Ann Coulter says she's still waiting on Berkeley to provide a venue for talk

Tuesday, April 25, 2017 08:03PM
Two groups who invited Ann Coulter to speak on the UC Berkeley campus have filed a lawsuit against the university, saying it is discriminating against conservative speakers and violating constitutional rights.


BERKELEY, Calif. - Two groups that invited conservative commentator Ann Coulter to UC Berkeley are making good on their promise to sue the university for not providing a place for her to speak as scheduled this Thursday.

The Young America's Foundation said in a statement Tuesday that they will "not move forward with an event at Berkeley on April 27 due to the lack of assurances for protections from foreseeable violence from unrestrained leftist agitators."

They went on to say "Berkeley should be ashamed for creating this hostile atmosphere."

The foundation says they are moving forward with their lawsuit against UC Berkeley, and "looks forward to the day when First Amendment freedoms are enjoyed by conservative students."

Coulter tweeted Tuesday:

Attorney Harmeet Dhillon who is representing Berkeley College Republicans and Young America's Foundation says she's receiving support from both sides of the political aisle as she takes on UC Berkeley officials and campus police filing a lawsuit accusing both of constitutional rights violations in canceling Ann Coulter's Thursday appearance.

COURT DOCUMENT: A look at the UC Berkeley, Ann Coulter lawsuit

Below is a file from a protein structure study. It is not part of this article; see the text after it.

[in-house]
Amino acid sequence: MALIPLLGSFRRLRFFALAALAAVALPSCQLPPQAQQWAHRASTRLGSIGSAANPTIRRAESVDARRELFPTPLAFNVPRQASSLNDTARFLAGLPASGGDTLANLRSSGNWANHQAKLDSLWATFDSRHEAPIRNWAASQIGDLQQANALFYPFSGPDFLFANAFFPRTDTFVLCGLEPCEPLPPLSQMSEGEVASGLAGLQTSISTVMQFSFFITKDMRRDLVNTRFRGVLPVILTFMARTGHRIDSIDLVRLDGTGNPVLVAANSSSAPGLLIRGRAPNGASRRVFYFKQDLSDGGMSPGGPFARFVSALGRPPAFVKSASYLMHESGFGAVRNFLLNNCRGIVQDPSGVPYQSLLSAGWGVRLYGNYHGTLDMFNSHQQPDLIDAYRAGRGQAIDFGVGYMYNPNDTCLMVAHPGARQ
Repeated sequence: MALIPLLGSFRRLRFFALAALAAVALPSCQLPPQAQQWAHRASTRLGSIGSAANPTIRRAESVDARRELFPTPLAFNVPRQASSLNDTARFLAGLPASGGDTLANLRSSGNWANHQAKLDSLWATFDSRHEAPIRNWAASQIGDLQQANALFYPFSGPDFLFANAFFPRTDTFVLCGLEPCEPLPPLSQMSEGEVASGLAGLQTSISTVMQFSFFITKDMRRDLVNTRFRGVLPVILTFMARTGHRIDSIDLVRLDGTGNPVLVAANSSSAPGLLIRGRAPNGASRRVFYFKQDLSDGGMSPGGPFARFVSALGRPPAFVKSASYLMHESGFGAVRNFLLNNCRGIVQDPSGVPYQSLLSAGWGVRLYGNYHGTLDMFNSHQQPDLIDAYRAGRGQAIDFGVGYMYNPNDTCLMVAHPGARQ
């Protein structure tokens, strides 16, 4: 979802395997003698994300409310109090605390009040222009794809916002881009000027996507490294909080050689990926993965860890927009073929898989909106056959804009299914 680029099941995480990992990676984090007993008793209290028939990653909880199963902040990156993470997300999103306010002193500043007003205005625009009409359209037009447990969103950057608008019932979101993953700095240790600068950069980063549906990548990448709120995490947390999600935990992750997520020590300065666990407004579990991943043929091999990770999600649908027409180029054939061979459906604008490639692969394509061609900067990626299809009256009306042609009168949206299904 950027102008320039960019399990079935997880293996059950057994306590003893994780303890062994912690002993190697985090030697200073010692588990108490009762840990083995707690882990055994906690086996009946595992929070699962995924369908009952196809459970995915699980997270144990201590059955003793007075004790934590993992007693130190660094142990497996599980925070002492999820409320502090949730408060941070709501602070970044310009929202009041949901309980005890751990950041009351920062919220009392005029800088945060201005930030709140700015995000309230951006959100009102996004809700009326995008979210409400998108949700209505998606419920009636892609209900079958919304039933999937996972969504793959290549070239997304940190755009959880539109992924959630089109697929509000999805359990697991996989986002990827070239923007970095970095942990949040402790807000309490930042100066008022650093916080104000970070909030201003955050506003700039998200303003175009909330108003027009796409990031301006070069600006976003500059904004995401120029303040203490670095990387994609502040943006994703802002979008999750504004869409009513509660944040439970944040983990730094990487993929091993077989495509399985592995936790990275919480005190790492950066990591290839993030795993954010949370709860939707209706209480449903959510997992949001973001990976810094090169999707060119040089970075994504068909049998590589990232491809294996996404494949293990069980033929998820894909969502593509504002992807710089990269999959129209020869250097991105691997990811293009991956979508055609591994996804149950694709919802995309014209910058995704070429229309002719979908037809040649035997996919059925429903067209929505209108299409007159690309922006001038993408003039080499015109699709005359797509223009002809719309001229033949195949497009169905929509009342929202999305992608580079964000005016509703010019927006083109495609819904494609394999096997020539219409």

"I never thought I'd be on the same side of an issue as Willie Brown, Bernie Sanders, Bill Mahr," said Dhillon.


The lawsuit highlights what Dhillon calls a secretive high profile speakers policy that creates limiting conditions for certain speakers around where and when they can speak on campus.

"It's not in writing it's not been publicized but it has been used to shut down two speakers the Berkeley College Republicans have brought to Cal," said Dhillon.

The University responded to the lawsuit writing, "UC Berkeley has been working to accommodate a mutually agreeable time for Ms. Coulter's visit - which has not yet been scheduled - and remains committed to doing so. The campus seeks to ensure that all members of the Berkeley and larger community - including Ms. Coulter herself - remain safe during such an event."


Dhillon questions the role of UCPD and says they stood down during other recent violent protests on campus.

RELATED: UC Berkeley responds to Coulter speech lawsuit ultimatum

"Unless somebody is about to be killed that is their standard for intervening, so if somebody is merely being beaten up, rocks are merely being thrown, people are merely being punched in the head that's not sufficient for university police to intervene," said Dhillon.

By phone today UCPD's Spokesperson's says they reviewed response to the Milo Yiannopoulos incident and will take a different approach this Thursday. The spokesperson would not say what that different approach will entail but did say there will be a high visibility law enforcement presence.


Coulter tweeted Monday that the lawsuit "demands appropriate & safe venue for my speech THIS THURSDAY."
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